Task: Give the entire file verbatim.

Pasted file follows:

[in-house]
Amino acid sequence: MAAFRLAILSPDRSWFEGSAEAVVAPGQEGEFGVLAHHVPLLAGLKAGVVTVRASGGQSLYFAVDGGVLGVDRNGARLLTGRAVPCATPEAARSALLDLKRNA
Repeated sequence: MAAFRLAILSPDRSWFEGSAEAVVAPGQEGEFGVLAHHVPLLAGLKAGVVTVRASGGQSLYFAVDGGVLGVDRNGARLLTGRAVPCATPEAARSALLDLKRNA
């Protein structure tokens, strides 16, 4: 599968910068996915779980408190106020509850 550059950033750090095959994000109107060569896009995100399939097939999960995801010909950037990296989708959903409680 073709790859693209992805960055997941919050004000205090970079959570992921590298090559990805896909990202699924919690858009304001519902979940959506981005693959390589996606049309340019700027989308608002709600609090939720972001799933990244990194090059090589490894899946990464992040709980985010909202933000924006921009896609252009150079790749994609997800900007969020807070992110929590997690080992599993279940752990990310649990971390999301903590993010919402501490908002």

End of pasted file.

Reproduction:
[in-house]
Amino acid sequence: MAAFRLAILSPDRSWFEGSAEAVVAPGQEGEFGVLAHHVPLLAGLKAGVVTVRASGGQSLYFAVDGGVLGVDRNGARLLTGRAVPCATPEAARSALLDLKRNA
Repeated sequence: MAAFRLAILSPDRSWFEGSAEAVVAPGQEGEFGVLAHHVPLLAGLKAGVVTVRASGGQSLYFAVDGGVLGVDRNGARLLTGRAVPCATPEAARSALLDLKRNA
């Protein structure tokens, strides 16, 4: 599968910068996915779980408190106020509850 550059950033750090095959994000109107060569896009995100399939097939999960995801010909950037990296989708959903409680 073709790859693209992805960055997941919050004000205090970079959570992921590298090559990805896909990202699924919690858009304001519902979940959506981005693959390589996606049309340019700027989308608002709600609090939720972001799933990244990194090059090589490894899946990464992040709980985010909202933000924006921009896609252009150079790749994609997800900007969020807070992110929590997690080992599993279940752990990310649990971390999301903590993010919402501490908002």